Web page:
For a natural number $n \in \mathbb{N}$, the unitary group $U(n)$ is the group of isometries of the $n$-dimensional complex Hilbert space $\mathbb{C}^n$. This is canonically identified with the group of $n \times n$ unitary matrices.
More generally, for a Hilbert space $\mathcal{H}$, $U(\mathcal{H})$ is the group of unitary operators on that Hilbert space. For the purposes of studying unitary representations of Lie groups, the topology is chosen to be the strong operator topology, although other topologies on $U(\mathcal{H})$ are frequently considered for other purposes.
The unitary groups are naturally topological groups and Lie groups (infinite dimensional if $\mathcal{H}$ is infinite dimensional).
For $\mathcal{H}$ a Hilbert space, which can be either finite or infinite dimensional, the unitary group $U(\mathcal{H})$ and the general linear group $GL(\mathcal{H})$, regarded as topological groups, have the same homotopy type.
More specifically, $U(\mathcal{H})$ is a maximal compact subgroup of $GL(\mathcal{H})$.
By the Gram-Schmidt process.
(Kuiper’s theorem)
For a separable infinite-dimensional complex Hilbert space $\mathcal{H}$, the unitary group $U(\mathcal{H})$ is contractible.
See also Kuiper's theorem.
This in contrast to the finite dimensional situation. For $n \in \mathbb{N}$ ($n \ge 1$), $U(n)$ is not contractible.
Write $B U(n)$ for the classifying space of the topological group $U(n)$. Inclusion of matrices into larger matrices gives a canonical sequence of inclusions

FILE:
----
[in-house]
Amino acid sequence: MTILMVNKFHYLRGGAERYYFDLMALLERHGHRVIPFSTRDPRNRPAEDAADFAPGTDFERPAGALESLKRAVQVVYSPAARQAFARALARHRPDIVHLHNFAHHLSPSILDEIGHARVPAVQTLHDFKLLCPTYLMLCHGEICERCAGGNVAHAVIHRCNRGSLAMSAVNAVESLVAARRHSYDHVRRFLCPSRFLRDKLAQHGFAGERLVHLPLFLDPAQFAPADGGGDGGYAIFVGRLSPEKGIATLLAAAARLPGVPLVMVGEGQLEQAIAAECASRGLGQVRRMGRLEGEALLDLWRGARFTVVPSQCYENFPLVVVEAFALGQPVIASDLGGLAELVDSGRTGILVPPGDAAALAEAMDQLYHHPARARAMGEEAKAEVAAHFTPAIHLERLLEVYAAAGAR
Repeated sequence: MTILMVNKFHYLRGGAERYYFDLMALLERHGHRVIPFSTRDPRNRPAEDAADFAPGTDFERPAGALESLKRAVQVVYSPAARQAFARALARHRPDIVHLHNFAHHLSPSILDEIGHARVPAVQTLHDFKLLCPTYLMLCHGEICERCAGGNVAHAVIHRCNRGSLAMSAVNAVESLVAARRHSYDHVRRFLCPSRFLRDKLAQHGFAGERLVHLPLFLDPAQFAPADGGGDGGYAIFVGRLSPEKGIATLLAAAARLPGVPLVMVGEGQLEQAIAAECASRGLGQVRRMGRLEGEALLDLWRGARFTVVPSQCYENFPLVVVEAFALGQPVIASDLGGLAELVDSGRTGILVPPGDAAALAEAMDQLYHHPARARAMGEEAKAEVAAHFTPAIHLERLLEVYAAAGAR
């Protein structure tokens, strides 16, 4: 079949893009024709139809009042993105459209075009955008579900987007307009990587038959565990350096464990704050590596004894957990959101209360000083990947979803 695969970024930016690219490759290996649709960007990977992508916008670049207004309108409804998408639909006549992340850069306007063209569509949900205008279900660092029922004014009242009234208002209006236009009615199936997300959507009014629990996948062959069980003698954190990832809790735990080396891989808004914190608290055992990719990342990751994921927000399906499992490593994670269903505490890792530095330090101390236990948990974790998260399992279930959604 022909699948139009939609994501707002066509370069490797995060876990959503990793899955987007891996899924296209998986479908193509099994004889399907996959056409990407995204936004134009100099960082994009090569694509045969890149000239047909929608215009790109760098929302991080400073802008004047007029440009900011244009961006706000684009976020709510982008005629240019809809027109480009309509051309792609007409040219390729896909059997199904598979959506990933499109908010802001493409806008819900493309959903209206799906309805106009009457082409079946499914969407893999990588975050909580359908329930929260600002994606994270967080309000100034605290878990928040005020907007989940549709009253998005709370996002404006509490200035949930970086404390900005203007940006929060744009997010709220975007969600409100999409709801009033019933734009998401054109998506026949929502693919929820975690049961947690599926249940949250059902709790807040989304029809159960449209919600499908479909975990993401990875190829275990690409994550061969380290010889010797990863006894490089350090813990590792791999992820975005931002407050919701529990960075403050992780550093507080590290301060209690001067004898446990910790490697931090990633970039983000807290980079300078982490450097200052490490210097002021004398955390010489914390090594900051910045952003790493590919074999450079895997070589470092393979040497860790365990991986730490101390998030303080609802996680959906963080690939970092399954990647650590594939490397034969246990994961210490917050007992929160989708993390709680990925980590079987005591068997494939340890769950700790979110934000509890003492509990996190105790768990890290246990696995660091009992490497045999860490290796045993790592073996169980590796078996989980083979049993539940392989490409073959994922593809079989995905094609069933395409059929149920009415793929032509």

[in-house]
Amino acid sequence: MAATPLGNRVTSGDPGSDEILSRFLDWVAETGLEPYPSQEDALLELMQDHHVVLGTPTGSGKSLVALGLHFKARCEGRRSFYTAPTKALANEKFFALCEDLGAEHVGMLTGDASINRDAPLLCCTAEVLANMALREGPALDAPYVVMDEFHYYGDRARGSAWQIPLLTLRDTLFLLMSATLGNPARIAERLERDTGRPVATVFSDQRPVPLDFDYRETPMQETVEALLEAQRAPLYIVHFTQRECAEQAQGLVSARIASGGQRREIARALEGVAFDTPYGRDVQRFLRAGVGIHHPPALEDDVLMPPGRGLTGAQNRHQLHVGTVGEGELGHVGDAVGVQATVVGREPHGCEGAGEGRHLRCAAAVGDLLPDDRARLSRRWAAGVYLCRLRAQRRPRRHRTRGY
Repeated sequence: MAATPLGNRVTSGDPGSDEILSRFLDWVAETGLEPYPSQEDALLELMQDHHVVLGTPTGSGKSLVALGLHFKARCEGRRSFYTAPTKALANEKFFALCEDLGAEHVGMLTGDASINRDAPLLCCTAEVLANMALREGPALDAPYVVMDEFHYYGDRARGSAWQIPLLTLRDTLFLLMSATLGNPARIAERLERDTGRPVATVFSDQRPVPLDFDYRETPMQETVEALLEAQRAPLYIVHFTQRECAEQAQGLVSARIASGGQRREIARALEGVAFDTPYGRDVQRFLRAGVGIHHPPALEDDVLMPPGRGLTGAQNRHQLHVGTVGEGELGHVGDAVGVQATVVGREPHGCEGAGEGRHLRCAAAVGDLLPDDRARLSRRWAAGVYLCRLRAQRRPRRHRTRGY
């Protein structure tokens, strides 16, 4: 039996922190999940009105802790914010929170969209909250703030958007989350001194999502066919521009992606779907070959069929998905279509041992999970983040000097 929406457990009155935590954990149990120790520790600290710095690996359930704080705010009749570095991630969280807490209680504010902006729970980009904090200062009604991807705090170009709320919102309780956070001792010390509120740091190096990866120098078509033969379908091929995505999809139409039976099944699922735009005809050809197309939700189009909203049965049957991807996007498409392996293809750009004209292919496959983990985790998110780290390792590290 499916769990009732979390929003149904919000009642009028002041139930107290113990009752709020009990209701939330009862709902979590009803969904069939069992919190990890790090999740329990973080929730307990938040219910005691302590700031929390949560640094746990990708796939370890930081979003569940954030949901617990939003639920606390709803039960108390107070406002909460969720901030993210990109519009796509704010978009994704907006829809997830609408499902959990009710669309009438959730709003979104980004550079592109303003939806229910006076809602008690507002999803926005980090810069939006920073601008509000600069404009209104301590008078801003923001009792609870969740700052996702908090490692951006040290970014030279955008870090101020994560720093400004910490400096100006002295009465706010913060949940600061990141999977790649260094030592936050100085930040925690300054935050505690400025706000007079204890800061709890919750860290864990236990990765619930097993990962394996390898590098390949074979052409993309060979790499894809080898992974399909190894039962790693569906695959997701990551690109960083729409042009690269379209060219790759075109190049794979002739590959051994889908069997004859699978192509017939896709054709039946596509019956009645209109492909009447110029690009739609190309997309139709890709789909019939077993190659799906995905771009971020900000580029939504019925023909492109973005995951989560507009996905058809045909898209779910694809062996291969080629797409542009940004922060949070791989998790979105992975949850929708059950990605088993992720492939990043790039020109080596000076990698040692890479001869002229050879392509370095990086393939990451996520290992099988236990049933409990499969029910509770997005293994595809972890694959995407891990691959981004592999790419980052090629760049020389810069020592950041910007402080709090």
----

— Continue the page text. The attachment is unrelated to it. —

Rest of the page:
The homotopy direct limit over this is written
or sometimes $B U(\infty)$. Notice that this is very different from $B U(\mathcal{H})$ for $\mathcal{H}$ an infinite-dimensional Hilbert space. See topological K-theory for more on this.
For all $n \in \mathbb{N}$, the unitary group $U(n)$ is a split group extension of the circle group $U(1)$ by the special unitary group $SU(n)$
Hence it is a semidirect product group
The unitary group $U(n)$ is equivalently the intersection of the orthogonal group $O(2n)$, the symplectic group $Sp(2n,\mathbb{R})$ and the complex general linear group $GL(n,\mathbb{C})$ inside the real general linear group $GL(2n,\mathbb{R})$.
Actually it is already the intersection of any two of these three, a fact also known as the “2 out of 3-property” of the unitary group.
This intersection property makes a G-structure for $G = U(n)$ (an almost Hermitian structure) precisely a joint orthogonal structure, almost symplectic structure and almost complex structure. In the first-order integrable case this is precisely a joint orthogonal structure (Riemannian manifold structure), symplectic structure and complex structure.
$U(1)$ is the circle group.
The subgroup of unitary matrices with determinant equal to 1 is the special unitary group. The quotient by the center is the projective unitary group. The space of equivalence classes of unitary matrices under conjugation is the symmetric product of circles.
The analog of the unitary group for real metric spaces is the orthogonal group.
The Lie algebra is the unitary Lie algebra.